China Poised To Ban Australian Lobster, Copper & Sugar Amid Spiraling Trade Dispute

China Poised To Ban Australian Lobster, Copper & Sugar Amid Spiraling Trade Dispute

Tyler Durden

Mon, 11/02/2020 – 09:45

The South China Morning Post cited multiple trade sources on Monday to say China’s customs is delaying imports of lobster from Australia, and is further expected to impose bans on Australian imports of copper ore, copper concentrate, and sugar at some point this week – at a moment relations between the two countries have hit the lowest point in decades. This after last week a ban was placed on some timber and barely shipments, commonly used in animal fodder and beer production, already partially banned since September 1.

Further Australia’s Seafood Trade Advisory Group noted that some Australian lobster shipments have been subject of increased import inspections once arriving in China, causing most exporters to temporarily halt their shipments there until more is known. Local media reports have said in at least one instance tons of premium shellfish were left on a Chinese airport tarmac

Via Australian 7 News

Australia’s agriculture minister David Littleproud said he has “serious concerns” over reports of what appears the unnecessary excuse of inspectors checking for trace elements of minerals and metals (given it’s already tested upon leaving Australia) and questioned why such actions are being taken.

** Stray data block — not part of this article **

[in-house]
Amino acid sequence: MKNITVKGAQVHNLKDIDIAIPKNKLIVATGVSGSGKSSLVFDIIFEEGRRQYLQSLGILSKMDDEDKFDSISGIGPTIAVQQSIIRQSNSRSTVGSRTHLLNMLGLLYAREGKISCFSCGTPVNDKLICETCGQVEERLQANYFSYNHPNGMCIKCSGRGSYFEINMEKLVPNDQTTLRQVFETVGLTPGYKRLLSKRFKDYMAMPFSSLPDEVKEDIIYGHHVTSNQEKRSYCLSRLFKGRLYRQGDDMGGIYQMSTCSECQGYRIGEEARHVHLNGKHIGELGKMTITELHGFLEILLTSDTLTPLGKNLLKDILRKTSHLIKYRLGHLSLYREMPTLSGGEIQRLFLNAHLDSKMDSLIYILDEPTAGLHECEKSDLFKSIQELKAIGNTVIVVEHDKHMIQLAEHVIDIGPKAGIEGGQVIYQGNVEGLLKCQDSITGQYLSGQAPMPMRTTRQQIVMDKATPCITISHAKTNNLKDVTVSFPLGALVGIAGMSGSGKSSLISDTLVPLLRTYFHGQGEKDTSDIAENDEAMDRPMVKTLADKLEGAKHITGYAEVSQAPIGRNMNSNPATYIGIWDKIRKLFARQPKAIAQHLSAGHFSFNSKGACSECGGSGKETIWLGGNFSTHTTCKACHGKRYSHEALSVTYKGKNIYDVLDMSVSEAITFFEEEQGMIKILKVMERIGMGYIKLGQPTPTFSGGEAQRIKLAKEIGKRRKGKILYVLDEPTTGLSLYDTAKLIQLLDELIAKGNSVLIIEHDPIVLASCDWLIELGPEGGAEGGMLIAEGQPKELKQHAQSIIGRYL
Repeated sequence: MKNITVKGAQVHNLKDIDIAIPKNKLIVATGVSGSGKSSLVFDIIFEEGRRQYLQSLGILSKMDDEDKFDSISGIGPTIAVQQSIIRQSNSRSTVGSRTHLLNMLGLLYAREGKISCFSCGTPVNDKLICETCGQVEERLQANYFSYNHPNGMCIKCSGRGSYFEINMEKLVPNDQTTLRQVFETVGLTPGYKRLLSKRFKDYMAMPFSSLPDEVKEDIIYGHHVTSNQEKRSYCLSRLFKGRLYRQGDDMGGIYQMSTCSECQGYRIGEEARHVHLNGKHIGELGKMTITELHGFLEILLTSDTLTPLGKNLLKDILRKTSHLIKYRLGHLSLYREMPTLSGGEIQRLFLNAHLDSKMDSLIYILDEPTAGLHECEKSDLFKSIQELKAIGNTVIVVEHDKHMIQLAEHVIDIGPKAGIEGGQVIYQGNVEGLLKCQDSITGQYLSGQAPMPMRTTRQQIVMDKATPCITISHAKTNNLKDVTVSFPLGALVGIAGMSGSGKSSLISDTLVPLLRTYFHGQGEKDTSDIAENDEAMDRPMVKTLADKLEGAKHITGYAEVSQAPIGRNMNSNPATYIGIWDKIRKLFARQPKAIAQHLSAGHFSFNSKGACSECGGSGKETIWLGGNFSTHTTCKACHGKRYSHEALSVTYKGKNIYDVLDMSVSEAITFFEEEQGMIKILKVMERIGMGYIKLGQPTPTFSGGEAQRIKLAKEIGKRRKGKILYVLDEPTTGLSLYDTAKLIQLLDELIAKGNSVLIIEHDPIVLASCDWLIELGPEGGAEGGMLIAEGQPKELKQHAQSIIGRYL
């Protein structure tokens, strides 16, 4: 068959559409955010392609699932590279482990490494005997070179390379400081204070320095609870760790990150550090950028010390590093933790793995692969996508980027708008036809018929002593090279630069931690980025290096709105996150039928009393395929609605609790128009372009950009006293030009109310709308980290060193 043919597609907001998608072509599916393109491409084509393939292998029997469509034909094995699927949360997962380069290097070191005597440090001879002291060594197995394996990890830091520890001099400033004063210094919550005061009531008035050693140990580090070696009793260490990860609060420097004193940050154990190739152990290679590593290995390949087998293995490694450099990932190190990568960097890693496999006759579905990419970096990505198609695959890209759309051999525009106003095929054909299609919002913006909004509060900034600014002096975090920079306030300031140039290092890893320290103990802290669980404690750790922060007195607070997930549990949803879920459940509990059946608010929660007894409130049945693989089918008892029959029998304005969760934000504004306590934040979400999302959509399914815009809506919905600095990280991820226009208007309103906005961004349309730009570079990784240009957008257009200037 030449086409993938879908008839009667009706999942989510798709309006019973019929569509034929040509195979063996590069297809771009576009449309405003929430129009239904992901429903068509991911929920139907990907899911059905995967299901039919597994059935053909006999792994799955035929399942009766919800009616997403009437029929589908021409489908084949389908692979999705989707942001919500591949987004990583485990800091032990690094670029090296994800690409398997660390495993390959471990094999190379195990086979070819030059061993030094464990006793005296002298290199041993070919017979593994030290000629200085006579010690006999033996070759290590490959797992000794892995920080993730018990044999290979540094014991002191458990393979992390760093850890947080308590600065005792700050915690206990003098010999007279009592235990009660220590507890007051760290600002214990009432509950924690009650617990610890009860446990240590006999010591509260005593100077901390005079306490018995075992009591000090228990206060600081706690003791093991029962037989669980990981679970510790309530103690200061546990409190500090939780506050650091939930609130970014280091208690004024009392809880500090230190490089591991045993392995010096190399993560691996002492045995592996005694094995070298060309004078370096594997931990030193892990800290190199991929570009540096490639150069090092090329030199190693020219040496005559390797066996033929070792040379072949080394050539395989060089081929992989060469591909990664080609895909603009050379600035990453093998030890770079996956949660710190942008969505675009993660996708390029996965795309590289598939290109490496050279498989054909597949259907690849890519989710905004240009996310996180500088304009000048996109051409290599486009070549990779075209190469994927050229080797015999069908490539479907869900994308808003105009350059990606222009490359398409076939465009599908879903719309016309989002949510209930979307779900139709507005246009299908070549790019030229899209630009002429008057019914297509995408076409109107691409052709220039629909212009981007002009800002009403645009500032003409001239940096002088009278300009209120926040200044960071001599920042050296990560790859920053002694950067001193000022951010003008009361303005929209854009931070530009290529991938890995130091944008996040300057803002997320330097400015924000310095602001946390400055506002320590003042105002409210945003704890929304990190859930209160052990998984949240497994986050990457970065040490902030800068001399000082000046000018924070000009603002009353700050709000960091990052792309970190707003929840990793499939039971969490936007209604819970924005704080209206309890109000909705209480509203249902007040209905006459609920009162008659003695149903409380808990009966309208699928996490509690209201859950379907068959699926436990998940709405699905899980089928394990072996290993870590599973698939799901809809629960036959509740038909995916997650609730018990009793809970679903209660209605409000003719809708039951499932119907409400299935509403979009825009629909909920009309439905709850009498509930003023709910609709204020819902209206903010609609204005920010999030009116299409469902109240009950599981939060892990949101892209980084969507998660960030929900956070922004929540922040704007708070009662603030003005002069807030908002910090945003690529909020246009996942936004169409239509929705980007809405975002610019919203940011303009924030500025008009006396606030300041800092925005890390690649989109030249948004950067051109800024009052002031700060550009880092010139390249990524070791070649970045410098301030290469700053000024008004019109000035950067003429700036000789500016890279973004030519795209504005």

Crucially, China accounts for 94% of Australian rock lobster exports, estimated at over half a billion dollars in 2018-2019. Imports of premium shellfish only stay fresh for three days unless quickly put into holding tanks. Barley was also recently hit with tariffs while wine was subject of additional stringent import procedures.

Australia’s Trade Ministry is protesting the delays and significant rumors of further import bans, with Trade Minister Simon Birmingham urging “Chinese authorities should rule out the use of any such discriminatory actions.” In the Monday statement he said that all importers must be treated equally.

This also as the government probes both China’s suspension of imports of Australian coal and possibly fiber used by Chinese cotton mills. 

“So far as any industry concerns imply a breach of World Trade Organisation or China-Australia Free Trade Agreement commitments, Chinese authorities should rule out the use of any such discriminatory actions,” Birmingham said.

Source: Trading Economics

Via Trading Economics: Australia exports to China was US$103 Billion during 2019, according to the United Nations COMTRADE database on international trade. 

Prime Minister Scott Morrison has recently slammed Australia’s biggest trading partner as practicing blatant “economic coercion” with regard to an increasing array of its exports. This following political leaders over the summer spotlighting Beijing for its role and neglect in the spread of the COVID-19 pandemic.

Things took a more intense turn when Beijing recently began discouraging tourists and students from visiting Australia, also as China detained some high profile Aussie media figures working in the country. 

Prior to the pandemic, Chinese travelers made up by far the largest source of tourism for Australia, according to one industry report accounting for $12.4 billion of the $45.4 billion tourism brought into to the country each year.

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Author: Tyler Durden

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